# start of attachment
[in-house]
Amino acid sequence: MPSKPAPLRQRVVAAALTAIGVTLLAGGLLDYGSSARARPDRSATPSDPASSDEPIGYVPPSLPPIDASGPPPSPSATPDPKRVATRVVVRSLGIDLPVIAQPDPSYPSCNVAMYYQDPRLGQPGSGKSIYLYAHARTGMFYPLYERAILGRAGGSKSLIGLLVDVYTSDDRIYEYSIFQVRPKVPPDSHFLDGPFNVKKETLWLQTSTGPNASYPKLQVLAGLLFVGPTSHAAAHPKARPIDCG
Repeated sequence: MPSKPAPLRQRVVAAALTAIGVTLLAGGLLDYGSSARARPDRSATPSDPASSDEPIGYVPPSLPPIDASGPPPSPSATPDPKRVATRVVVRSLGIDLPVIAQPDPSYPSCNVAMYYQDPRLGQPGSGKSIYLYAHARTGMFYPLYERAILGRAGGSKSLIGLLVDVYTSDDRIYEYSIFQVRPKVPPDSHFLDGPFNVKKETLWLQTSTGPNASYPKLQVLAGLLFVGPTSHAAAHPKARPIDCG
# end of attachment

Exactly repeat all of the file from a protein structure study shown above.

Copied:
[in-house]
Amino acid sequence: MPSKPAPLRQRVVAAALTAIGVTLLAGGLLDYGSSARARPDRSATPSDPASSDEPIGYVPPSLPPIDASGPPPSPSATPDPKRVATRVVVRSLGIDLPVIAQPDPSYPSCNVAMYYQDPRLGQPGSGKSIYLYAHARTGMFYPLYERAILGRAGGSKSLIGLLVDVYTSDDRIYEYSIFQVRPKVPPDSHFLDGPFNVKKETLWLQTSTGPNASYPKLQVLAGLLFVGPTSHAAAHPKARPIDCG
Repeated sequence: MPSKPAPLRQRVVAAALTAIGVTLLAGGLLDYGSSARARPDRSATPSDPASSDEPIGYVPPSLPPIDASGPPPSPSATPDPKRVATRVVVRSLGIDLPVIAQPDPSYPSCNVAMYYQDPRLGQPGSGKSIYLYAHARTGMFYPLYERAILGRAGGSKSLIGLLVDVYTSDDRIYEYSIFQVRPKVPPDSHFLDGPFNVKKETLWLQTSTGPNASYPKLQVLAGLLFVGPTSHAAAHPKARPIDCG